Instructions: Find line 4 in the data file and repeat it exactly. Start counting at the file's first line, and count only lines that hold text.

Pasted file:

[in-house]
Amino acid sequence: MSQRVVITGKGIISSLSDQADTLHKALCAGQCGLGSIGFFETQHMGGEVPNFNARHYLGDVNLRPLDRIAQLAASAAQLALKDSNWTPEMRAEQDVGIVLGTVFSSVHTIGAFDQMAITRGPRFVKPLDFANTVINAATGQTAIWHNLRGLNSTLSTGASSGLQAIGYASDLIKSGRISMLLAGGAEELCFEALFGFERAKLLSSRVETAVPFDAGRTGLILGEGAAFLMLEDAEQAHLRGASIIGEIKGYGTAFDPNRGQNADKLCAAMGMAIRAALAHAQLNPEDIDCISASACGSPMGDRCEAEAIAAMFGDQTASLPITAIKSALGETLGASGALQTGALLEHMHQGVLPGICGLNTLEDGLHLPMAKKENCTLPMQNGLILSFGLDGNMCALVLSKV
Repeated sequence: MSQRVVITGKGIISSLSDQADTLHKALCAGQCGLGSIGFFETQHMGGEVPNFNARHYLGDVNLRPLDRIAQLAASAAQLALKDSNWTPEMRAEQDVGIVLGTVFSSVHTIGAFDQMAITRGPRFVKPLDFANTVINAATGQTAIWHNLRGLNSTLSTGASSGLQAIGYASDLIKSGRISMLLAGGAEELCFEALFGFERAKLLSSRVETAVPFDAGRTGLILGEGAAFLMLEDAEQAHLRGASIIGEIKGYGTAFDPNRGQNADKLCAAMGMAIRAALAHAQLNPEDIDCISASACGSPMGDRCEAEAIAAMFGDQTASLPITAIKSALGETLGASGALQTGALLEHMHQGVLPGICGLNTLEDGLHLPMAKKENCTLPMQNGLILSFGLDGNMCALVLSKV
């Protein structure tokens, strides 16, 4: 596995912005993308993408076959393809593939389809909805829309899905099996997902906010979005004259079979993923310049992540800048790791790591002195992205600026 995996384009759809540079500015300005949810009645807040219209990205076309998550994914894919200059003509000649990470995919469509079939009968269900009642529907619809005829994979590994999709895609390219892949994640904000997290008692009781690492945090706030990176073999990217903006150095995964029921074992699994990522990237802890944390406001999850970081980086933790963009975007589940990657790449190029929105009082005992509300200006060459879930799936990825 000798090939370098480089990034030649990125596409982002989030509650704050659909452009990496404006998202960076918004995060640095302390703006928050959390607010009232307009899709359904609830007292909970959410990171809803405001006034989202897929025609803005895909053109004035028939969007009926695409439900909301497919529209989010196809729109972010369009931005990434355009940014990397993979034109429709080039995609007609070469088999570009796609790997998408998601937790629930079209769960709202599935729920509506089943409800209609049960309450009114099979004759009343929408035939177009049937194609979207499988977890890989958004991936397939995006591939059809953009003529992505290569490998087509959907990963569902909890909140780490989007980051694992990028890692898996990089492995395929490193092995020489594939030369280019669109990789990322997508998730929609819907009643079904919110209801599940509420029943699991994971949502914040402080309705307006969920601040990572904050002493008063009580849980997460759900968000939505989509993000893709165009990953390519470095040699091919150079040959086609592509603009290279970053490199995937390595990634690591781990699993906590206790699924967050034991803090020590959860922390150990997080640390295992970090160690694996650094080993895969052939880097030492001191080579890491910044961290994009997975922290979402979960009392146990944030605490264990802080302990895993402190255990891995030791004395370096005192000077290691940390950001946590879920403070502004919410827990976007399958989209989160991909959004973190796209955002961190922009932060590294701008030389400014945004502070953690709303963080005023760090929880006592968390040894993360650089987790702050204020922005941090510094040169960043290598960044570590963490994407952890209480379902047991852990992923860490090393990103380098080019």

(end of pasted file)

């Protein structure tokens, strides 16, 4: 596995912005993308993408076959393809593939389809909805829309899905099996997902906010979005004259079979993923310049992540800048790791790591002195992205600026 995996384009759809540079500015300005949810009645807040219209990205076309998550994914894919200059003509000649990470995919469509079939009968269900009642529907619809005829994979590994999709895609390219892949994640904000997290008692009781690492945090706030990176073999990217903006150095995964029921074992699994990522990237802890944390406001999850970081980086933790963009975007589940990657790449190029929105009082005992509300200006060459879930799936990825 000798090939370098480089990034030649990125596409982002989030509650704050659909452009990496404006998202960076918004995060640095302390703006928050959390607010009232307009899709359904609830007292909970959410990171809803405001006034989202897929025609803005895909053109004035028939969007009926695409439900909301497919529209989010196809729109972010369009931005990434355009940014990397993979034109429709080039995609007609070469088999570009796609790997998408998601937790629930079209769960709202599935729920509506089943409800209609049960309450009114099979004759009343929408035939177009049937194609979207499988977890890989958004991936397939995006591939059809953009003529992505290569490998087509959907990963569902909890909140780490989007980051694992990028890692898996990089492995395929490193092995020489594939030369280019669109990789990322997508998730929609819907009643079904919110209801599940509420029943699991994971949502914040402080309705307006969920601040990572904050002493008063009580849980997460759900968000939505989509993000893709165009990953390519470095040699091919150079040959086609592509603009290279970053490199995937390595990634690591781990699993906590206790699924967050034991803090020590959860922390150990997080640390295992970090160690694996650094080993895969052939880097030492001191080579890491910044961290994009997975922290979402979960009392146990944030605490264990802080302990895993402190255990891995030791004395370096005192000077290691940390950001946590879920403070502004919410827990976007399958989209989160991909959004973190796209955002961190922009932060590294701008030389400014945004502070953690709303963080005023760090929880006592968390040894993360650089987790702050204020922005941090510094040169960043290598960044570590963490994407952890209480379902047991852990992923860490090393990103380098080019």